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The Subtle Power of Psychological Biases

“Hurry, offer ends soon!”

“Oh, I’ve to pay just Rs. 50 more to upgrade my medium popcorn to large, I guess that’s more value for money for me”


Ever caught yourself in the midst of an irresistible offer, thinking it was your choice alone?


Brace yourself for a revelation: the hand guiding your decision might not be yours at all.


Enter the realm where marketing wizards weave their magic through the strings of human psychology and behavioural quirks.


Customer psychological biases are the intriguing quirks of human cognition that silently influence our preferences, choices, and behaviours as consumers. These hidden mental shortcuts, shaped by emotions and perceptions, often lead us down the path of brand loyalty, product preference, and purchase decisions.


Let’s deep dive into some of them:

  1. Sense of Belongingness

Brands seek to forge deep connections with customers, where positive experiences make them feel valued and part of a like-minded community. When products become intertwined with a customer's identity, brand loyalty thrives, leading to increased sales.


Take Harley Davidson, for instance. Harley riders proudly proclaim themselves as "Harley enthusiasts." This declaration reflects more than just an affinity for motorcycles; it signifies a profound emotional connection to the brand.

2. Perceived Value

Ever wondered why you're willing to pay a little extra for that sleek smartphone with the half-eaten apple logo? It's not just about the gadget; it's about the perceived value it carries.


Perceived value acts as the lens through which we assess a product, beyond its inherent qualities. It's shaped by our needs, preferences, and past experiences, representing the worth we perceive in exchange for our money. Whether it's the brand's prestige or the promise of a delightful experience, perceived value forms the narrative that convinces us a product is worth its price, blending both objective features and the personal stories we attach to it.

3. Social Proof

Ever picked a restaurant because of raving online reviews or joined a bustling queue? That's social proof in action.


Social proof is the psychological nudge that leads us to follow the crowd, assuming that if many others are on board, it must be the right choice. In the world of consumer behaviour, it shapes our decisions by signalling that a product or service enjoys trust and popularity within a larger community.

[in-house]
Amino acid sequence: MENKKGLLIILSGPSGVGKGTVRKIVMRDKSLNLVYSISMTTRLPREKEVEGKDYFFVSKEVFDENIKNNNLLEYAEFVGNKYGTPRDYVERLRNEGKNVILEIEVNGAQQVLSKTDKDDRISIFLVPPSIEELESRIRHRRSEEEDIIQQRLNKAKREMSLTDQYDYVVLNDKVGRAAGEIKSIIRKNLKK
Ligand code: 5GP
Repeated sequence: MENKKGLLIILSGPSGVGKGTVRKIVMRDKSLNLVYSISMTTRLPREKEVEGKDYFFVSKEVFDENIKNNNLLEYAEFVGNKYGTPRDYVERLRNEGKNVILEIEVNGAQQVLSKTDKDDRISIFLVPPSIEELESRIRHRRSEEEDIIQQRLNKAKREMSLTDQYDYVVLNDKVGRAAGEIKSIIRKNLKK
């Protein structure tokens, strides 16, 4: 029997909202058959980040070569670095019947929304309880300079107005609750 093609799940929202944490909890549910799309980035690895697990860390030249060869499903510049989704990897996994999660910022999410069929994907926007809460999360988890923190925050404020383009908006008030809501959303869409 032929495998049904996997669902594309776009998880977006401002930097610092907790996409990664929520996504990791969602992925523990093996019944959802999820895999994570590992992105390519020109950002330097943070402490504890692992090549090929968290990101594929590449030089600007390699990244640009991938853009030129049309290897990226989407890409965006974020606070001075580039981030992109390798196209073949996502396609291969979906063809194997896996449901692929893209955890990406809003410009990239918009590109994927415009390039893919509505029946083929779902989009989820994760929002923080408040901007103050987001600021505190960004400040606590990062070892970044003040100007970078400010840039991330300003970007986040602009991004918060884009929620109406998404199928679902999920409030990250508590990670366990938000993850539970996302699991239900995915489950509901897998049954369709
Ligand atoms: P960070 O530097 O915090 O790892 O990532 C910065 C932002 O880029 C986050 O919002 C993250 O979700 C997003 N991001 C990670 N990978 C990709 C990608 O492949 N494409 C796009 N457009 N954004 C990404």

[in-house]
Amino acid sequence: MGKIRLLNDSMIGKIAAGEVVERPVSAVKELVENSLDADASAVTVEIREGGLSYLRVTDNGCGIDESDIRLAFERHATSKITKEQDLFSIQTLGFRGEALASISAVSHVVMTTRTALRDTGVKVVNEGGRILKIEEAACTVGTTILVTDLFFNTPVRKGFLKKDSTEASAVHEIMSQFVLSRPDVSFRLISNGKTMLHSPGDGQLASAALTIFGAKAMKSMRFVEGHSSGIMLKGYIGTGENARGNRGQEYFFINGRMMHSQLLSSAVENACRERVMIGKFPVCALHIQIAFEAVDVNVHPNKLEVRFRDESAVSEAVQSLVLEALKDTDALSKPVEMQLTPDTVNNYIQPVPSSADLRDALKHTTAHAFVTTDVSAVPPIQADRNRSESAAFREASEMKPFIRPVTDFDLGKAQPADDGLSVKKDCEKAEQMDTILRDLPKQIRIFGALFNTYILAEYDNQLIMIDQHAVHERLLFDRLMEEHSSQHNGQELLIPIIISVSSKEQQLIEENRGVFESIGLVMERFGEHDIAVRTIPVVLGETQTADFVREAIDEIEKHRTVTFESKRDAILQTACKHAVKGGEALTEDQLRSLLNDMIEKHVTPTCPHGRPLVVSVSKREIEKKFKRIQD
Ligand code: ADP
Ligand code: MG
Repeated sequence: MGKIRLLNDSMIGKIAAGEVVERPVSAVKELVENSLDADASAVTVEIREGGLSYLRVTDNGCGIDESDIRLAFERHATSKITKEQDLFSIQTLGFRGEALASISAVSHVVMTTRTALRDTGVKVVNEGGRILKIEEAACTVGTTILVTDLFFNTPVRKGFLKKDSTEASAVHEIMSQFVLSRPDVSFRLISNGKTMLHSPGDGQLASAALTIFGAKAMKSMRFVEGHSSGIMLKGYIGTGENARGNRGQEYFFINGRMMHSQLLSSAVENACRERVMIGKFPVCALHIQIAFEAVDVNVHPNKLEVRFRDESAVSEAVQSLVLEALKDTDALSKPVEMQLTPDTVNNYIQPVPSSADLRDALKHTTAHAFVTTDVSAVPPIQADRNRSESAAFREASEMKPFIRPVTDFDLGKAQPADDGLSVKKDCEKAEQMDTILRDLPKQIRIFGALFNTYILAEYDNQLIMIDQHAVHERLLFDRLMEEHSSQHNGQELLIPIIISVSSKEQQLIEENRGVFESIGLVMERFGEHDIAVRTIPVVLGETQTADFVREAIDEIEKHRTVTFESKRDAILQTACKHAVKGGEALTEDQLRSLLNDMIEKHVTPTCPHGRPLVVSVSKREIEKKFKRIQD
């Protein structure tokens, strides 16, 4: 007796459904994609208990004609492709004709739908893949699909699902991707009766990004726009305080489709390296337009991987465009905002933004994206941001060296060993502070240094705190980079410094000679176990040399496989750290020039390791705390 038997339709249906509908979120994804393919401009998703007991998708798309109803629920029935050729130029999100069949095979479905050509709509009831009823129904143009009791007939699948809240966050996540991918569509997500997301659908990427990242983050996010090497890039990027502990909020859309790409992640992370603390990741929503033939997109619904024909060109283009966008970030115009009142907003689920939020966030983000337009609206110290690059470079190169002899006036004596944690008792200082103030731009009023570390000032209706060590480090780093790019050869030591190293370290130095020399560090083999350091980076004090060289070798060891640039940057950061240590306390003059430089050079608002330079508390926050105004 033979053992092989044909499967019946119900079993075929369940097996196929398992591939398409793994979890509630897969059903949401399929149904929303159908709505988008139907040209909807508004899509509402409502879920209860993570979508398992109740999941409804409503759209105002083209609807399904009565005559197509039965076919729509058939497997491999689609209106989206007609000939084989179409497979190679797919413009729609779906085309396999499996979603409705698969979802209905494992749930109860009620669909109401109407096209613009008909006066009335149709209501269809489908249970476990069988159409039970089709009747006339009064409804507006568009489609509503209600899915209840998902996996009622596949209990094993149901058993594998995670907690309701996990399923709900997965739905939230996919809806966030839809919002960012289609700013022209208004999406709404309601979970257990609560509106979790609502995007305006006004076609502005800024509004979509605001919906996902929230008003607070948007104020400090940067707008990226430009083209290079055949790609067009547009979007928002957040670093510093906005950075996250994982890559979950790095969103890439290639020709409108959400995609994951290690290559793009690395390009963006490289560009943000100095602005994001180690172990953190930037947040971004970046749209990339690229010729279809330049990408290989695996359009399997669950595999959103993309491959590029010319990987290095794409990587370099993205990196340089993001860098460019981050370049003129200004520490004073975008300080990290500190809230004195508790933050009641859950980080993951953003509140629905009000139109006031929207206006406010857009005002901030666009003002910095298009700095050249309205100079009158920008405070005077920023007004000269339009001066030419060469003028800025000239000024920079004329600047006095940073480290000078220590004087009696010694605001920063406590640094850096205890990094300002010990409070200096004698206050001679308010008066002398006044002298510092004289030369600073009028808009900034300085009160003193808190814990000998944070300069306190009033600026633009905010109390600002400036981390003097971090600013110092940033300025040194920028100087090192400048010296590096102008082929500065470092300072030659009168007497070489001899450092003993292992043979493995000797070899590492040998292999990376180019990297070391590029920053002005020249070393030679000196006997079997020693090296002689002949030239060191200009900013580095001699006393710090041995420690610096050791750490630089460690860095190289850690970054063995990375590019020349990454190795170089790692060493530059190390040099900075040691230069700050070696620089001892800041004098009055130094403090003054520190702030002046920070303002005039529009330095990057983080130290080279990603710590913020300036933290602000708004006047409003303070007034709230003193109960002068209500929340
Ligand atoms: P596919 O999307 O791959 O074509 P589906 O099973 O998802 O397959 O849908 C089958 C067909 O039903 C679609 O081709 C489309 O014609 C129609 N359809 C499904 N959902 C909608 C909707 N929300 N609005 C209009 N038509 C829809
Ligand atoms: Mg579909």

Brands grasp that when we encounter positive reviews, high ratings, or influencer endorsements, our confidence in their offerings soars. Social proof creates a sense of assurance and validation, motivating us to opt for their products or services over others.

4. Reciprocity Effect

Imagine this: You're at a fancy restaurant, and the chef surprises you with a free dessert. You're grateful and more likely to return, right? That's reciprocity, the key to customer loyalty.


It's like a friendly exchange with your favourite brands. They offer perks, and you're more engaged and likely to buy. AIR INDIA has a loyalty program where flying earns you points for Lounge access. Amazon offers a tempting Prime trial to keep you around.


This phenomenon illustrates the reciprocity effect—a powerful psychological principle where individuals feel compelled to give back when they receive something, fostering a sense of connection and obligation in the process.

5. Zeigarnik Effect

"Have you felt that lingering sense of incompleteness when a TV show ends on a cliffhanger or a task remains unfinished?" That's the Zeigarnik effect at play, a psychological phenomenon that keeps us hooked and invested.


Zeigarnik effect is the compelling force that drives us to stay engaged with a brand or product when there's an open loop—a sense of something left undone. Brands that understand this phenomenon create experiences that leave customers wanting more, be it through loyalty programs, personalized recommendations, or interactive content.

6. Novelty Effect

Imagine you're a shoe enthusiast with a closet full of your go-to brand. But then, you spot a dazzling new collection from a renowned shoe giant. These shoes boast a fresh design and promise supreme comfort. Intrigued, you dive in, swayed by the "novelty bias."


The novelty effect is like a magnet for our attention. It makes us curious about new and unusual things, often causing us to ignore what's familiar. This can sway how customers behave, what they buy, and how loyal they are to a brand, making a big impact on businesses.

7. Goal Gradient Effect

Imagine the excitement as you approach a race's finish line or the determination when a task is almost done. That's the Goal Gradient effect—it boosts our motivation as we get closer to our goals.


In customer loyalty, it's the powerful force that makes us engage more when we're close to earning rewards or achieving milestones. Brands that understand this use it to their advantage by creating loyalty programs and games that keep customers excited as they get closer to their goals.


In the end, understanding how our minds work can help us build lasting connections with our favourite brands, showing that loyalty is more than just a feeling – it's a product of our fascinating human psychology

Our Team.

Vasu Mittal (1)_edited.jpg
Vasu Mittal
President, 2023-24
Vasudha Narang
Chief Advisor, 2023-24
Sidharth Gulati
Consulting Director, 2023-24
Aashna Abrol
Consultant, 2023-24
Bhavya Arora
Consultant, 2023-24
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